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Feb 1, 2012 (Vol. 32, No. 3)

Discovery Aided by Complex Assays

  • Over the past decade, the genomics revolution has encouraged scientists to perform target-based drug discovery.

    However, among new first-in-class drugs that have emerged in recent years, over 60% have come from phenotypic screening using cell-based assays.

    This was a critical and important point made by Steve Ludbrook, Ph.D., cellular section head at GlaxoSmithKline, at the recent SMi “Cell-based Assays” conference.

    “As a result, it makes sense to look at some of the more complex assays for our screening projects,” he said.

    Peter Simpson, Ph.D., associate director, assay sciences group at AstraZeneca, added, “Many of the current cell assays we’re using are not mimicking the diseases we’re targeting closely enough. For example, if you’re using monolayer CHO cells grown in fetal calf serum, then they’ll behave differently to human cells growing in a tumor.”

    Simon Barry, Ph.D., associate director of the oncology iMED at AstraZeneca, agreed.

    “In oncology, 3-D cell culture or co-culture assays are very useful in helping us to understand the biology of targets or effects of drugs in more detail. However, we can’t use this information alone. To increase success, we need to think more about the patient as a whole,” he noted.

    “In addition to tumor biology, learning more about the effects of a drug on the patient using accessible clinical biomarkers, as for example with serum chemokine/cytokine profiles, would help us use our drugs more effectively.”

    According to Stefan Przyborski, Ph.D., founder and CSO of Reinnervate, a spinout company from U.K.-based Durham University, complex cell cultures offer more physiologically relevant models than conventional 2-D cell culture for some applications.

    “2-D cell culture limits cell-cell interactions, as up to 50 percent of the cell surface is against plastic and most of the other 50 percent is against the media, so cell signaling mechanisms between adjacent cells are constrained,” he explained.

    “Also, if you grow cells in a monolayer, the cytoskeleton remodels. This can have significant effects on the nucleus and, in turn, gene transcription and protein translation, so cells behave in a significantly different manner. By growing cells in 3-D scaffolds, you can get complex interactions between cells and it reduces the stress on cells of being cultured in a monolayer.”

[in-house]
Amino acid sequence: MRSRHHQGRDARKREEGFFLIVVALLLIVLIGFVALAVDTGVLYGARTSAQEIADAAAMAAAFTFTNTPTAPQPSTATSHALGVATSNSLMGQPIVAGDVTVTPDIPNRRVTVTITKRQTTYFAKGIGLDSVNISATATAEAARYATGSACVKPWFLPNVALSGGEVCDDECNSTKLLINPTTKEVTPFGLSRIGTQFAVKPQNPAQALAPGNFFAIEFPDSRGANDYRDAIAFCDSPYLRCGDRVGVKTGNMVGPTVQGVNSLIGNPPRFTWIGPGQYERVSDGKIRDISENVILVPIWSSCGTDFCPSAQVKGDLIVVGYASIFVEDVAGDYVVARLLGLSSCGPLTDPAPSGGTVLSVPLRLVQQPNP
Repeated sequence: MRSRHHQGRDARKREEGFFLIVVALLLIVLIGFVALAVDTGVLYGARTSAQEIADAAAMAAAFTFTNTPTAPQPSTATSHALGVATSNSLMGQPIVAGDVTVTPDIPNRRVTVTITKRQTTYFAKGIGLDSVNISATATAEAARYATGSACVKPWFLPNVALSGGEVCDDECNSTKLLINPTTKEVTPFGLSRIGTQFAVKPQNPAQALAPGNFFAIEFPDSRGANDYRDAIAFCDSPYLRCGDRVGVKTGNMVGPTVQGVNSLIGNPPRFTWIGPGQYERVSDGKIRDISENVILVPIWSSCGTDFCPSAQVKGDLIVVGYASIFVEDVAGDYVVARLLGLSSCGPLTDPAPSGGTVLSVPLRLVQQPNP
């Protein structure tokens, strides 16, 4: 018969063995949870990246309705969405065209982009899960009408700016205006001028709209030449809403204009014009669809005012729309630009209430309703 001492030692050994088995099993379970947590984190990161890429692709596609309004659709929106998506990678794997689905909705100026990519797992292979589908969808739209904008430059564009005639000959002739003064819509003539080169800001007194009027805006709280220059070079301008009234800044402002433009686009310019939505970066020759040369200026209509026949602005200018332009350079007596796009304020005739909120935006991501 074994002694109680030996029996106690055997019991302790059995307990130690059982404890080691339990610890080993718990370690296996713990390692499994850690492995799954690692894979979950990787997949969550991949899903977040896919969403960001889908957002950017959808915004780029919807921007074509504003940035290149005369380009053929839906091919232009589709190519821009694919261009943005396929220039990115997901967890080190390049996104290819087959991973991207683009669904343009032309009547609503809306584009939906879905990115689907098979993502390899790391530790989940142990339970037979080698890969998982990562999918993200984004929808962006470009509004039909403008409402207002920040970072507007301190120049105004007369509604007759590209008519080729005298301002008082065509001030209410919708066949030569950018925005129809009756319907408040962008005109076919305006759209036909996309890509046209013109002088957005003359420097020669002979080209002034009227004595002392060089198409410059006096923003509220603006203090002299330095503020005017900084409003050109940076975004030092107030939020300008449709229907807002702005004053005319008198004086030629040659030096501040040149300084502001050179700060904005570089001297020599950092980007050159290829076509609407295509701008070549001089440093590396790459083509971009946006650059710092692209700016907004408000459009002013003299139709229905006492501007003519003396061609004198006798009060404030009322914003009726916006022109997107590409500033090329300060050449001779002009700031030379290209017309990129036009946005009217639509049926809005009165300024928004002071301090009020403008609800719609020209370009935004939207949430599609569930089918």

He cited the example of skin models and showed that it is difficult to achieve a stratum corneum layer with existing epidermal models of skin.

    “Most skin models are simple and only consist of the epidermis with limited formation of the stratum corneum layer, which is an important component of the skin if you want to test barrier function and drug penetration,” said Dr. Przyborski.

  • Primary Cells—A Good Starting Point?

    Click Image To Enlarge +
    The BD Accuri® C6, a 6-parameter personal flow cytometer, is used by scientists at Merck for a range of applications, including biomarker discovery, compound titration assays, and library screening.

    Complex cell assays show promise in a number of areas. “Using primary cells such as whole blood cells can reduce the cycle time for lead optimization,” noted Nathan Bays, Ph.D., research fellow at Merck. “They can be used to redeploy existing leads, as the assays are more predictive for disease modification and can provide earlier pharmacological validation for targets identified using genetic/genomic data.”

    As an example, Dr. Bays described a screening campaign to determine which compounds used previously to treat cancer could be redeployed to treat inflammatory diseases such as asthma and rheumatoid arthritis. Screening was performed directly in human whole blood, and assays measured changes in protein phosphorylation as well as markers of immune cell activation.

    Dr. Bays reported that flow cytometers are in constant use at Merck’s Boston-based research facility, with applications ranging from biomarker discovery to weekly compound titration assays and library screening.

    “Using flow cytometry we can measure multiple antigens simultaneously, and a key advantage is we can identify and purify specific cell types,” explained Dr. Bays.

    “We now have in place robust automation for safe handling of whole blood, which could be translated to other assays. We are seeing a significant return on our investment because we’re able not only to provide key SAR data using primary immune cells, but we have the ability to perform very focused pharmacological target validation and revise our inhibitor profiles using solid data from disease-relevant cells.”

    GSK’s Dr. Ludbrook also spoke about an interesting application of primary cells for drug screening. His group is using frozen primary PBMCs (peripheral blood mononuclear cells) taken from multiple donors to look for IFN-γ inhibition in modified ELISA screens, the Meso Scale Discovery platform, and the proximity ligation assay (PLA).

    “We like PLA because it uses the power of qPCR to improve the sensitivity of an ELISA assay. The workflow is not too challenging and we can screen in 384-well plates using automation,” he said.

    “The added sensitivity of PLA may enable the screening of rare cells and analytes using this method. To date we have screened one million compounds using the Meso Scale Discovery assay and have found selective leads that inhibit IFN-γ and are potentially useful for disease areas such as colitis.”


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